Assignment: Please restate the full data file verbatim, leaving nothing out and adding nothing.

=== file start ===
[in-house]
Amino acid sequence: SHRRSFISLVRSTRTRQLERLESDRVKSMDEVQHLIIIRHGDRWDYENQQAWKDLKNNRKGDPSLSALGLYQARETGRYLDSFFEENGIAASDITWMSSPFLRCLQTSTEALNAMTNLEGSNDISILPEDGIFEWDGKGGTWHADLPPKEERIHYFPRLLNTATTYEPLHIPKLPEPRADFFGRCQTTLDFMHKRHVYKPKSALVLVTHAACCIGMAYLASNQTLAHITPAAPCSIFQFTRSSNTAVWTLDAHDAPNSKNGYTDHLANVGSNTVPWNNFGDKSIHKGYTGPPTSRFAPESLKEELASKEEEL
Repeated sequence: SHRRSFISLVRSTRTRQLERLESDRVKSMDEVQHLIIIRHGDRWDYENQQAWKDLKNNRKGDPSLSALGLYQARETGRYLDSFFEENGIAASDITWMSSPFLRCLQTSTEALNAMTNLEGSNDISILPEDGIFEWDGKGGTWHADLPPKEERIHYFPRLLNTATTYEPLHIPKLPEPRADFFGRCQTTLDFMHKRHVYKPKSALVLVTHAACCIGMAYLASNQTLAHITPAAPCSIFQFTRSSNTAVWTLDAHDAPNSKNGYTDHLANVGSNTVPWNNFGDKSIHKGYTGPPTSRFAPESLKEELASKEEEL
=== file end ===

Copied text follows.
[in-house]
Amino acid sequence: SHRRSFISLVRSTRTRQLERLESDRVKSMDEVQHLIIIRHGDRWDYENQQAWKDLKNNRKGDPSLSALGLYQARETGRYLDSFFEENGIAASDITWMSSPFLRCLQTSTEALNAMTNLEGSNDISILPEDGIFEWDGKGGTWHADLPPKEERIHYFPRLLNTATTYEPLHIPKLPEPRADFFGRCQTTLDFMHKRHVYKPKSALVLVTHAACCIGMAYLASNQTLAHITPAAPCSIFQFTRSSNTAVWTLDAHDAPNSKNGYTDHLANVGSNTVPWNNFGDKSIHKGYTGPPTSRFAPESLKEELASKEEEL
Repeated sequence: SHRRSFISLVRSTRTRQLERLESDRVKSMDEVQHLIIIRHGDRWDYENQQAWKDLKNNRKGDPSLSALGLYQARETGRYLDSFFEENGIAASDITWMSSPFLRCLQTSTEALNAMTNLEGSNDISILPEDGIFEWDGKGGTWHADLPPKEERIHYFPRLLNTATTYEPLHIPKLPEPRADFFGRCQTTLDFMHKRHVYKPKSALVLVTHAACCIGMAYLASNQTLAHITPAAPCSIFQFTRSSNTAVWTLDAHDAPNSKNGYTDHLANVGSNTVPWNNFGDKSIHKGYTGPPTSRFAPESLKEELASKEEEL